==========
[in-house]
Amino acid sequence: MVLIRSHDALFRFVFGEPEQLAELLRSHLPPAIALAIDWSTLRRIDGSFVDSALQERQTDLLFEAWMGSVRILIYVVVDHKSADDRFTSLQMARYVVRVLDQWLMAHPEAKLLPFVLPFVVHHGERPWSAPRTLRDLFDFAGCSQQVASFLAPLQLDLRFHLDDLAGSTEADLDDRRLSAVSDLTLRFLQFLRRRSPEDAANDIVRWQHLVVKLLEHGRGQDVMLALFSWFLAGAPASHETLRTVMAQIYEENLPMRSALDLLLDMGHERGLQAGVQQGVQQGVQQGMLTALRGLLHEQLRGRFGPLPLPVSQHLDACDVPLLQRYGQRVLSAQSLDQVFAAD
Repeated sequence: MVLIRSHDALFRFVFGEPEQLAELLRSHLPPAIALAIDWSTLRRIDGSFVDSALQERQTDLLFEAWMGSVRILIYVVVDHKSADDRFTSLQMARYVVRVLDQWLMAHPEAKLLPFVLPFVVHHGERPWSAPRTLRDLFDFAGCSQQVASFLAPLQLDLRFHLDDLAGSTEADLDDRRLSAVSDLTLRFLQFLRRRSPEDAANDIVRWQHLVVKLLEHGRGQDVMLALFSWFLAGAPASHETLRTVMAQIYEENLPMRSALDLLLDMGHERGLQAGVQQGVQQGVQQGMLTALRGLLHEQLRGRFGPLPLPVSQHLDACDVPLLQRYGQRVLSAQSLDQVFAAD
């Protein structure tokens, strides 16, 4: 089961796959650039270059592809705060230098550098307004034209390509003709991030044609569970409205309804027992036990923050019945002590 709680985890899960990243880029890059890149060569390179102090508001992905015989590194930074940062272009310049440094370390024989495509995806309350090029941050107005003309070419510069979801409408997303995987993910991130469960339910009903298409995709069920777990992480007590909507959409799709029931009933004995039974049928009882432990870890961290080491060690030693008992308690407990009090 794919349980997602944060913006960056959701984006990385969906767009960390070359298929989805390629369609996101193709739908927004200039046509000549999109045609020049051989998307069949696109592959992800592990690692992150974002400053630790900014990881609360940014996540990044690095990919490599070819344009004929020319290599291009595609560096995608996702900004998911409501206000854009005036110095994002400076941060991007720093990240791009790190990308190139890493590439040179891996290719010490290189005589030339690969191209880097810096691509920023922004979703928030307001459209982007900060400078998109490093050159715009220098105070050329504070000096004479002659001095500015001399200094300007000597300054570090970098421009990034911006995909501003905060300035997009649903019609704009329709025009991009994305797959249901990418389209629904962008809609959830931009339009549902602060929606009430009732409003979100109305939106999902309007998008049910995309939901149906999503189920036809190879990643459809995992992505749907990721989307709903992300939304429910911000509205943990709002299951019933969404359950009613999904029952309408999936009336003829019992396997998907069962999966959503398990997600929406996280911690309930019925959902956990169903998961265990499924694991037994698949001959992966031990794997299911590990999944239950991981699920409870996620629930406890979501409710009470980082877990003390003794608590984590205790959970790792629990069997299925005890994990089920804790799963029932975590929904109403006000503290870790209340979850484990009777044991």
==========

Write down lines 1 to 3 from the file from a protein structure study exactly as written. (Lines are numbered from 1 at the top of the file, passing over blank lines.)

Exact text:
[in-house]
Amino acid sequence: MVLIRSHDALFRFVFGEPEQLAELLRSHLPPAIALAIDWSTLRRIDGSFVDSALQERQTDLLFEAWMGSVRILIYVVVDHKSADDRFTSLQMARYVVRVLDQWLMAHPEAKLLPFVLPFVVHHGERPWSAPRTLRDLFDFAGCSQQVASFLAPLQLDLRFHLDDLAGSTEADLDDRRLSAVSDLTLRFLQFLRRRSPEDAANDIVRWQHLVVKLLEHGRGQDVMLALFSWFLAGAPASHETLRTVMAQIYEENLPMRSALDLLLDMGHERGLQAGVQQGVQQGVQQGMLTALRGLLHEQLRGRFGPLPLPVSQHLDACDVPLLQRYGQRVLSAQSLDQVFAAD
Repeated sequence: MVLIRSHDALFRFVFGEPEQLAELLRSHLPPAIALAIDWSTLRRIDGSFVDSALQERQTDLLFEAWMGSVRILIYVVVDHKSADDRFTSLQMARYVVRVLDQWLMAHPEAKLLPFVLPFVVHHGERPWSAPRTLRDLFDFAGCSQQVASFLAPLQLDLRFHLDDLAGSTEADLDDRRLSAVSDLTLRFLQFLRRRSPEDAANDIVRWQHLVVKLLEHGRGQDVMLALFSWFLAGAPASHETLRTVMAQIYEENLPMRSALDLLLDMGHERGLQAGVQQGVQQGVQQGMLTALRGLLHEQLRGRFGPLPLPVSQHLDACDVPLLQRYGQRVLSAQSLDQVFAAD